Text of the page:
Children who present with ventricular tachycardia (VT) or ventricular fibrillation (VF) in the prehospital or in-hospital setting typically have higher survival rates than those presenting with PEA or asystole.7,12,18 Untreated pulseless VT will rapidly progress to VF, and untreated VF will deteriorate to asystole.

When VF or pulseless VT develops suddenly, the alveolar oxygen tension and arterial oxygen content should initially be normal. During the first minutes of sudden VT or VF arrest, oxygen delivery to the heart, brain, and other organs is limited more by blood flow than by oxygen content. Agonal gasps have been reported during the first minutes of arrest in patients and among laboratory animals with sudden VT or VF.

During the first approximately 4 minutes of VF, the amplitude of the VF will be high (so-called “good VF”), indicating that the myocardium initially has adequate oxygen and substrates. At this point, shock delivery is likely to result in elimination of VF, return of spontaneous cardiac rhythm, and return of spontaneous circulation.

If the VF remains untreated for approximately 4 to 10 minutes after arrest, the VF amplitude will gradually decrease (so-called “bad VF”), indicating several myocardial ischemia. At this point, shock delivery is less likely to be followed by return of spontaneous rhythm and return of spontaneous cardiac rhythm, unless some coronary perfusion and myocardial oxygen delivery is restored through CPR.

Untreated ventricular fibrillation (VF) will ultimately progress to asystole. Within approximately 10 minutes of arrest, global ischemic injury is present. Cell death occurs and formation and activation of inflammatory mediators contribute to reperfusion injury. If asystole is present, shock delivery is ineffective.20 Initiating CPR at this point is not likely to prevent progressive organ injury.

In the NRCR data, some children with initial asystole or PEA developed a secondary VF during the course of attempted resuscitation. The survival among children with such secondary VF (ie, VF that appears during resuscitation and is not the primary event in the arrest) is poor (11%), even lower than 27% survival reported among children with presenting rhythms of asystole or PEA.18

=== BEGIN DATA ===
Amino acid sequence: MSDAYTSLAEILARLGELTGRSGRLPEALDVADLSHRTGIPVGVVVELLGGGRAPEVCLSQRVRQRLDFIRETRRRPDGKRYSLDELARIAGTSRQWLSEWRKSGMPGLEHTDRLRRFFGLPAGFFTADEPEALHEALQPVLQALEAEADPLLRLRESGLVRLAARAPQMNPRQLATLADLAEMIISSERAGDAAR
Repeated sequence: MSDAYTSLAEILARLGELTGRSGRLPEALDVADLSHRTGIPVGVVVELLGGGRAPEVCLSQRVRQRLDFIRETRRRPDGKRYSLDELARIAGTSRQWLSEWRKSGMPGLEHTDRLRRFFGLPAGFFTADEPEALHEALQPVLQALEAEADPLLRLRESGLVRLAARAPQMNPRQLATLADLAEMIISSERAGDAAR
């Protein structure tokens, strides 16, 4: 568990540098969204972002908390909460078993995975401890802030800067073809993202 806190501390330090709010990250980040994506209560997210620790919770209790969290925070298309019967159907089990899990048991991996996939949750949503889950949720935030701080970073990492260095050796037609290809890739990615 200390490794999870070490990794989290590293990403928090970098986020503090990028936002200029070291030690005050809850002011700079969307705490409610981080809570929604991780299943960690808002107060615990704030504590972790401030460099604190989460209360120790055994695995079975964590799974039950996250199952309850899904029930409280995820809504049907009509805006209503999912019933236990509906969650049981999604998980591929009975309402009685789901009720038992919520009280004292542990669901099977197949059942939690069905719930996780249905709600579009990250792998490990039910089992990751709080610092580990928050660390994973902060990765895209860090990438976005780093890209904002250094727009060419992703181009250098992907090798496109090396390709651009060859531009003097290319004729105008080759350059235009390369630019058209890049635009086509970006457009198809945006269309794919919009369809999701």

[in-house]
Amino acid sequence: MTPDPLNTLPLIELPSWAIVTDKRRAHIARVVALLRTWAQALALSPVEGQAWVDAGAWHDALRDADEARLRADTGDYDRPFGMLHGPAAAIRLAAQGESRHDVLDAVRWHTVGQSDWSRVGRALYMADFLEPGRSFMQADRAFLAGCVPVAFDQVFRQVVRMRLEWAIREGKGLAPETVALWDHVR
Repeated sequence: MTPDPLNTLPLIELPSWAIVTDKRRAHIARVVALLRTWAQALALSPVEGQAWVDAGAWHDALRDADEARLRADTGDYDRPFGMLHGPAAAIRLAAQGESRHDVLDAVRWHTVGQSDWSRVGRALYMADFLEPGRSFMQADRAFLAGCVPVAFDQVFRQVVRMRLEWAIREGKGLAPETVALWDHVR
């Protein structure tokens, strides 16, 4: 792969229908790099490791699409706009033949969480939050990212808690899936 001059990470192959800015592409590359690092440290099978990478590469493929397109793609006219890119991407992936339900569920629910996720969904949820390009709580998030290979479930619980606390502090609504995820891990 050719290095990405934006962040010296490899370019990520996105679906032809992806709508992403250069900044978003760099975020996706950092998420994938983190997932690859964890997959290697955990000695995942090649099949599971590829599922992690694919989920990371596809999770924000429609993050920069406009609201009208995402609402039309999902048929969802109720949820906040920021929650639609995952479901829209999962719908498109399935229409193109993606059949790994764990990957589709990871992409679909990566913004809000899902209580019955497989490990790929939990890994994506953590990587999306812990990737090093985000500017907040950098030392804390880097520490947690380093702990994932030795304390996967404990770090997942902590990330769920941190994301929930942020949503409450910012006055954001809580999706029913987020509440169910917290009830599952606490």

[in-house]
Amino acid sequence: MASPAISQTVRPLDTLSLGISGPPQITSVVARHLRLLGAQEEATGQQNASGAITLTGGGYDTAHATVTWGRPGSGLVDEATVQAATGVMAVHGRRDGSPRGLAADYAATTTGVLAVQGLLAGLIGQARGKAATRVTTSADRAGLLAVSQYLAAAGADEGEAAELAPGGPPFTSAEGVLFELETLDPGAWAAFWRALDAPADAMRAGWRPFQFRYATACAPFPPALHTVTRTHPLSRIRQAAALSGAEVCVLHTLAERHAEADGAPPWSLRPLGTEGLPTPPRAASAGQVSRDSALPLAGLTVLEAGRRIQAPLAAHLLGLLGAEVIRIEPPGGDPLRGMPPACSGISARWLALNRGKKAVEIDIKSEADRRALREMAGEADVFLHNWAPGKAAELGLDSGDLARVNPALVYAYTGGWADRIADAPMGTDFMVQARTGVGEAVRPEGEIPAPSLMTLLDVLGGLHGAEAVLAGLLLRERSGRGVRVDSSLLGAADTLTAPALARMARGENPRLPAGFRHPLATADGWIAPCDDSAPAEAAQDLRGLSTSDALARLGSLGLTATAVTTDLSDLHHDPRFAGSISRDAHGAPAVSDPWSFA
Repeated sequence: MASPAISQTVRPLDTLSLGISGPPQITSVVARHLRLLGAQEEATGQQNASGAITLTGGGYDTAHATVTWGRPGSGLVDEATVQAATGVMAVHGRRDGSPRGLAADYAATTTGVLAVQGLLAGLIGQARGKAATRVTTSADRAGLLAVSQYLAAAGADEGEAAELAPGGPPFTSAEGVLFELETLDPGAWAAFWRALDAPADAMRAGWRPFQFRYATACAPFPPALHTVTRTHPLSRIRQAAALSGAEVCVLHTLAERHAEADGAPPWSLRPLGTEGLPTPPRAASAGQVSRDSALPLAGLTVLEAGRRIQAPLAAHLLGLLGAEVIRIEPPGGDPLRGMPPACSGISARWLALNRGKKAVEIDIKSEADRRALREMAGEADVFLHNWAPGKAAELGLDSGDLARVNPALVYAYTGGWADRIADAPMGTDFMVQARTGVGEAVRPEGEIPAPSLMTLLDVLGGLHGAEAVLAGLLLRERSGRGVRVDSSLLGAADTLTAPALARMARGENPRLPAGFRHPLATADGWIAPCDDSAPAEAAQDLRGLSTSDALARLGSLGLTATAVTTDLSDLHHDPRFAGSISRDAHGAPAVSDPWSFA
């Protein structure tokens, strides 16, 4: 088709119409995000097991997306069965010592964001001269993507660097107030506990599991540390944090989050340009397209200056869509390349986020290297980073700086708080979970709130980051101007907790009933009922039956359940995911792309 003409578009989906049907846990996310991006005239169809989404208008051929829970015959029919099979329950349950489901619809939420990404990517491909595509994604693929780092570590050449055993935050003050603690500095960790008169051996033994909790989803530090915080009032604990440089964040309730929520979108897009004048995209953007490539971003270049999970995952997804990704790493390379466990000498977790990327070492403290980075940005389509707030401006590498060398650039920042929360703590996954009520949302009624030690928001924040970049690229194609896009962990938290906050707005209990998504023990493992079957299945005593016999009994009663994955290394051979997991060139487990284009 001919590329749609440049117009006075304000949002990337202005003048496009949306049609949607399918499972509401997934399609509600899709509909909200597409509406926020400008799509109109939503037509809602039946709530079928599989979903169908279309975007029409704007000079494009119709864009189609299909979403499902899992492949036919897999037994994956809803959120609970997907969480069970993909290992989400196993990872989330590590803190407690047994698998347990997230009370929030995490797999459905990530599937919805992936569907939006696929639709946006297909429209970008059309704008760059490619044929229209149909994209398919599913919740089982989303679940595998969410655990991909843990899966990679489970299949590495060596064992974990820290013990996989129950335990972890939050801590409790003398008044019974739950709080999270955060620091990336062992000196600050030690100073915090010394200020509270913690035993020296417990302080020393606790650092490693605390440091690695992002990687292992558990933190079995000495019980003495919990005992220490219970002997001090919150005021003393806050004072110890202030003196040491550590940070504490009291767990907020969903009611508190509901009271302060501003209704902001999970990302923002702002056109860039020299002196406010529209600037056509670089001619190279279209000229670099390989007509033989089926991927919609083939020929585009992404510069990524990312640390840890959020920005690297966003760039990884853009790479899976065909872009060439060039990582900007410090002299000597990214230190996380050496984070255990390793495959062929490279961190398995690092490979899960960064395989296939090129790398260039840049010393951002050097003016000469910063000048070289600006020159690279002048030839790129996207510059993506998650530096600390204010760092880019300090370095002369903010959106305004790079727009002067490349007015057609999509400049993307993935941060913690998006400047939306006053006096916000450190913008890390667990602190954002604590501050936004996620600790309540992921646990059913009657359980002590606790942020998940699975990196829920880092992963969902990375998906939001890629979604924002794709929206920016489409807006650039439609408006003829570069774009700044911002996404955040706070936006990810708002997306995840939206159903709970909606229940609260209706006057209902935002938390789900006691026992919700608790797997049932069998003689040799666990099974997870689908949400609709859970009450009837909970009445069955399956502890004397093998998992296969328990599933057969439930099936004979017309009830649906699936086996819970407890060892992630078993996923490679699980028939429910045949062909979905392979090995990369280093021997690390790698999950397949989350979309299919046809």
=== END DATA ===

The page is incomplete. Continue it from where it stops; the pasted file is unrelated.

Once cardiopulmonary arrest is present, immediate bystander CPR is needed. CPR maintains a small (estimated range of 10% to 33% of normal) but critical amount of blood flow and oxygen and substrate delivery to the heart (ie, coronary perfusion) and brain.21 CPR can prolong VF and can maintain or increase VF amplitude for several minutes. This increases the window of opportunity for shock delivery and increases the likelihood that the shock delivery will be followed by return of spontaneous cardiac rhythm.

Chest compressions create blood flow by increasing intrathoracic pressure and by directly compressing the heart.

Excessive ventilation and incomplete chest wall recoil after each compression will reduce blood flow generated by chest compressions. Excessive ventilation during CPR creates positive intrathoracic pressure, reduces venous return to the heart, and reduces coronary perfusion and systemic and cerebral blood flow. Hyperventilation of intubated adults during resuscitation has been linked with poor survival.24 If rescuers fail to allow the chest wall to recoil completely after each compression, venous return to the heart is decreased, and blood flow and coronary perfusion pressure fall.25,26 Pulmonary blood flow, carbon dioxide delivery to the lungs, and oxygen uptake from the lungs are approximately 10% to 33% lower than normal during cardiac arrest, and victims need only a fraction of normal minute ventilation during CPR, particularly following insertion of an advanced airway.


Following restoration of circulation, ischemic and reperfusion injuries can cause cardiorespiratory instability, perfusion abnormalities, and organ dysfunction. Reperfusion injury is characterized by cell death, calcium entry into cells, and activation of inflammatory mediators. This inflammatory response includes the development of endothelial injury, capillary leak, neutrophial activation, platelet aggregation, and increases in mediators such as tumor necrosis factor and interleukins. Increased production of free oxygen radicals and decreased production of nitric oxide can cause vasoconstriction and further ischemic injury. Hyperglycemia is common in children after an arrest, and both hyperglycemia27 and hypoglycemia28 have been linked with increased mortality in studies of critically ill children.